The following  aspects should be taken into consideration in order to improve the work of supplementary schools:

  • Promote supplementary schools and outreach to new students
  • More parents involved in supplementary schools
  • Establish local partnerships between supplementary schools and mainstream school
  • Become more independent from government funding

1. Promote supplementary schools and outreach to new students

Supplementary schools should develop stronger outreach programmes because attendance drops off for many students and families. This is because it is difficult for families to attend on Saturdays and other reasons. Many well established supplementary schools currently don’t have much outreach and as a result their communities don’t know about them. Finally, recent migrants need supplementary schools the most but don’t know that they exist.

2. More parents involved in supplementary schools

One problem Nia Imara also raises is that some parents use supplementary schools like a “drop off shop”. They drop their children off and go shopping and come back. It is most common in fees based schools as parents consider themselves to be clients On the other hand, free supplementary schools tend to involve more parents as they have little funding and need everyone’s support.

3. Establish local partnerships between supplementary schools and mainstream schools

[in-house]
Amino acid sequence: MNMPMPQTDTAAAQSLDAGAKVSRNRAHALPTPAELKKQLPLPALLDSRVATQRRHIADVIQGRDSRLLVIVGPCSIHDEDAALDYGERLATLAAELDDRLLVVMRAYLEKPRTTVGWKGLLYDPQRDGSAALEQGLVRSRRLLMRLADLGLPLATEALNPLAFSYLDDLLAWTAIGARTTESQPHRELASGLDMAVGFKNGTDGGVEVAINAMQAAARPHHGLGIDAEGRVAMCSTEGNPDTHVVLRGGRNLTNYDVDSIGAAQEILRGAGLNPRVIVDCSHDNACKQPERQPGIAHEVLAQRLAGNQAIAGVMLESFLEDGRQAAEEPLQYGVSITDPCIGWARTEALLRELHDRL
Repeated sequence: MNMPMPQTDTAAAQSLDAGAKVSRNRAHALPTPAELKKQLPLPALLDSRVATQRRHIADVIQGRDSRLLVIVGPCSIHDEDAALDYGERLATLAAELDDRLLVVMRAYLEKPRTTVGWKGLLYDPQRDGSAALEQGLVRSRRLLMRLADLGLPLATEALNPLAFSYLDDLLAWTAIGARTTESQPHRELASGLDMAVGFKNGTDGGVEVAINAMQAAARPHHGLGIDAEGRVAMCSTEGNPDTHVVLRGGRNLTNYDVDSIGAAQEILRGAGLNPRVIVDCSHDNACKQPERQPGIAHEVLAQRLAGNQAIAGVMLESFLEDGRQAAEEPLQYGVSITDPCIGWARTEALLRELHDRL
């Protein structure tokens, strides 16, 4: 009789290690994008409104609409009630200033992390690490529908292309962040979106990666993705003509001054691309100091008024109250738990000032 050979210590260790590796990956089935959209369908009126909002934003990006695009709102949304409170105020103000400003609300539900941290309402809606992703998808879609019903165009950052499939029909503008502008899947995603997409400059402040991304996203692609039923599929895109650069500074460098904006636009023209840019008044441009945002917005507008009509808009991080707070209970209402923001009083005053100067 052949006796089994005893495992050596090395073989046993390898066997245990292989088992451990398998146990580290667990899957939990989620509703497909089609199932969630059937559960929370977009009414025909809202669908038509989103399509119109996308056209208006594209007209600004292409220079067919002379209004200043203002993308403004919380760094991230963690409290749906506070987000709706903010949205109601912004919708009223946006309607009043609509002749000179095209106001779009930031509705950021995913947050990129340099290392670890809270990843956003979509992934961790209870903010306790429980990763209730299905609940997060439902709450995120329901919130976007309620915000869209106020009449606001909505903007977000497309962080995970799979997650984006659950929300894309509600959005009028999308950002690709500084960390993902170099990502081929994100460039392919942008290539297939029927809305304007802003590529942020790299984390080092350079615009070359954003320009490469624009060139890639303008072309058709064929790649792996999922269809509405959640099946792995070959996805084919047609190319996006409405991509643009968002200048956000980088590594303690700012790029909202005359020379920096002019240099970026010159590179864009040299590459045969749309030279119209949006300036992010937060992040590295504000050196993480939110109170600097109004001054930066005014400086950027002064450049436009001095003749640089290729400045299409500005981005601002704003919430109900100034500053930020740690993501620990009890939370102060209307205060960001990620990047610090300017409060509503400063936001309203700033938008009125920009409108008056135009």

There is often tension between mainstream schools and supplementary schools because mainstream schools are reluctant to admit that supplementary schools are necessary. Working in partnership would acknowledge that mainstream schools are failing migrant and minority students. More tension comes when supplementary schools are not credited for the improvement of underachieving children.

The situation is looking better as partnerships have already begun in some areas. According to Continyou, a community learning organisation, more and more mainstream secondary and primary schools are opening their doors to supplementary schools and have established teaching and operational partnerships by offering supplementary schools their premises.

OYA! (Organisation for Young Africans) is an example of a good partnership between supplementary and mainstream schools as they share school reports, meet with the local head teacher and other arrangements. This is the kind of partnership that should be replicated and used as a model for other schools.

4. Become independent of government funding

The biggest challenge for supplementary schools over the next few years will be sustainability. Many schools are funded by local governments, and  are now in financial trouble because of cuts in this funding.  Nia Imara  said that, “To a certain extend it’s their fault if they are suffering as a lot of them just sat there relying on the local government money to keep them going instead of fundraising and finding other alternative means of income”. Imara thinks that supplementary schools should start selling their services and their expertise to mainstream schools and become social enterprises.

As you can see, supplementary schools are drivers for interaction of migrant children. Whether it is through teaching English language or enabling the students to excel in mainstream schools or by learning about their back ground, these supplementary schools are key institutions during individuals’ and families’ integration process.